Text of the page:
Greg Merkle, the president of the Greater Buffalo USBC Association, pointed out with pride in a phone call what a glorious week it’s been for Buffalo bowling.
“Liz Johnson going into the USBC Hall of Fame and Jack Jurek winning a tournament on the PBA50 Tour on the same night,” Merkle said excitedly. “I think that’s pretty cool for Buffalo bowling.”
Certainly is, and it came in a week when the GBUSBC Open and Women’s championships are drawing their most entries since the glory years of the early 1980s. Last year’s entry total of 298 will be topped this year. At the same time, a successful New York State Open is taking place at AMF Airport Lanes.
Johnson joined the ranks of Doris Coburn, Cindy Coburn-Carroll and, yes, Phyllis Notaro, too (her name was inadvertently omitted when the local Hall of Famers were mentioned in this space last week). All the Western New York women were enshrined for superior performance.
Besides Liz, Larry Laub, Gus Yannaras, Sam Lantto and the late Fritzie Rahn were formally inducted for performance at the Ramada Plaza in Omaha, Neb., on Wednesday.
Johnson’s accomplishments are many and well documented.
She is an 11-time Team USA member with 16 professional titles, including five majors. She won the U.S. Women’s Open in 1996, 2007 and 2013 as well as the Hammer Players Championship in 2001 and the USBC Queens in 2009. Also, she has five wins in USBC Women’s championships and more than two dozen medals in international competition. That doesn’t even include her historic breakthroughs bowling against men on the PBA Tour and winning events such as the Petersen Classic in Chicago.
“When I began bowling many years ago, I never thought in a million years I would stand before you today accepting this induction,” Johnson told the gathering in Omaha, which was the site of this week’s USBC Convention. “It’s been such a humbling honor to receive this award among my friends, family, teammates and fans.”
Laub is the best known of the other inductees. He was a standout on the PBA Tour in the 1970s, collecting 12 titles, including the 1974 U.S. Open. He also owns 12 PBA regional titles.
Jurek was one of the most popular bowlers on the PBA Tour and presumably the same holds true on the PBA50 circuit. Under any circumstances his win would have been applauded but even more so this time considering the circumstances.
The Lackawanna bowler had missed the previous PBA50 Tour event because of the funeral of his father, Jerry.
Dedicating his performance to his father, Jurek overcame lingering emotions to win his second PBA50 Tour title.
“I think this was the toughest week I’ve ever bowled, but generally I was able to keep my emotions pretty calm” Jurek said. “I can get a little geared up and hyper during a tournament, but maybe keeping things in perspective gave me that calm feeling. I don’t know exactly, but this one is definitely for dad.”
The triumph at George Pappas’ Victory Lanes in Mooresville, N.C., was worth $7,500, and it was over a field that was definitely big league with names such as Tom Baker, Pete Weber, Walter Ray Williams Jr., Brian Voss, Parker Bohn III, Johnny Petraglia, Amleto Monacelli and Mike Scroggins in the field along with several regional and amateur stars.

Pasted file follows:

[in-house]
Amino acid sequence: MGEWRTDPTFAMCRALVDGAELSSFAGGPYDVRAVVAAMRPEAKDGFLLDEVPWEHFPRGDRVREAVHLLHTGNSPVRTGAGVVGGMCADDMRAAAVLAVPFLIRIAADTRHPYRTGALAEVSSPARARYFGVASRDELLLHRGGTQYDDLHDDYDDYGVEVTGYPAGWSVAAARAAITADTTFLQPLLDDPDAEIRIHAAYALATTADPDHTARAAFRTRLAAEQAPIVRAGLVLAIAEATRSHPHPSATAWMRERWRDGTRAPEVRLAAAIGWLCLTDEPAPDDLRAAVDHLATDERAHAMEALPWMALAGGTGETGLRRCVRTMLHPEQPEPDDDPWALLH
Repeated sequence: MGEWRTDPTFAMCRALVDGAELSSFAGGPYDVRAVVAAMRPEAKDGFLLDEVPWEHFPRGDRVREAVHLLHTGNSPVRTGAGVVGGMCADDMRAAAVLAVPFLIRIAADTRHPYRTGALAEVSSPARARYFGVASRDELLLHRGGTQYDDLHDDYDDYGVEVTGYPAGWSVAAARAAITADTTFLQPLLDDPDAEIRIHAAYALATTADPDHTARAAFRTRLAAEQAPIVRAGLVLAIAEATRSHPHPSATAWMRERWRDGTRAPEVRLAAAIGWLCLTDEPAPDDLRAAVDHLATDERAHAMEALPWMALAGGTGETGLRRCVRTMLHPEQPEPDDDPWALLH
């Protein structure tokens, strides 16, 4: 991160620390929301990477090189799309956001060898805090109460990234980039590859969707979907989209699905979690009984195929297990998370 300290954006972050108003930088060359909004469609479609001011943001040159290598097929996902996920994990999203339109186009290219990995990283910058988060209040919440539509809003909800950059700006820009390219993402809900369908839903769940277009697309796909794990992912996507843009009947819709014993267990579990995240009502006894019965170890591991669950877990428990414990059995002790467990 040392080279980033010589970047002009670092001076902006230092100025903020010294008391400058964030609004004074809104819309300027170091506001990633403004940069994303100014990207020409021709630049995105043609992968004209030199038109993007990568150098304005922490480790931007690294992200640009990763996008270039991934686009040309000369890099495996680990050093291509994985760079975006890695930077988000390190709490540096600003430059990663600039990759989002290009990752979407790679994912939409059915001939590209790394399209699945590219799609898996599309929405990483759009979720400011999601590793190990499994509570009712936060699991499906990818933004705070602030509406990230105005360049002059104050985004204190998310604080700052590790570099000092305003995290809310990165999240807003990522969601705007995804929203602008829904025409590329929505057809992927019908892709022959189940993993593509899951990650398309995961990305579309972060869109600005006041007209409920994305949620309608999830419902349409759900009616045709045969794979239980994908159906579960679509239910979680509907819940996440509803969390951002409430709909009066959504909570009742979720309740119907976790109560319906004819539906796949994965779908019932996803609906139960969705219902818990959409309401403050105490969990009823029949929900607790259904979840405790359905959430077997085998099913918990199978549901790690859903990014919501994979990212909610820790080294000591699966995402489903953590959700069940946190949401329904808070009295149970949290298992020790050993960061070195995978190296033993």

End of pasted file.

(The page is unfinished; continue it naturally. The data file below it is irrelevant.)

Jurek had an open in the third frame then rallied with nine consecutive strikes to defeat Bob Learn Jr. of Erie, Pa, 264-224, in the championship match.
Jurek had qualified second for the stepladder finals. All he had to do, then, was get past Hall-of-Famer Weber to reach the final. He did that, 224-200, in a back-and-forth semifinal.
Weber had advanced by defeating Buffalo native Baker, 193-191, in his second stepladder match, which Jurek studied closely.
“I was watching” Tom Baker “and Pete and could see they had good looks to the pocket but they weren’t always getting good results,” Jurek said. “I tried to learn from what they were doing, get to a place on the lane where I could get a good ball reaction, not get anxious, and then just do what I was doing all week.”
Jurek and the PBA50 Tour is in Farmingdale on Long Island for the Johnny Petraglia BVL Open.
A rich legacy
A familiar face was missing when the City Tournament opened at AMF Airport Lanes on Tuesday night. For the first time in a long time Richard “Dutch” Wieand Sr. was not present. The former Buffalo Bowling Association president and longtime director died on April 22.
Wieand was known for his loyalty and passion, whether it was bowling, his German heritage, his religion or his military service. Until recent years he regularly attended the USBC national conventions and bowled in the Open Championships.
Also, he was a member of the GBUSBC Hall of Fame selection committee. He was a devoted worker behind the scenes as a lanes inspector, record keeper and volunteer.
An employee at Trico for 42 years, one of his joys in retirement was his trips to Bavaria.
So far 110 teams have bowled in the 91st New York State USBC Open Championship, which wraps up Sunday after four weekends of competition at AMF Airport Lanes.
Western New York bowlers are all over the leader boards, but only the Spanoric II team (3,538, scratch) and the combo of Andy Rettig and John Meczynski (1,505, scratch doubles) are holding down first place.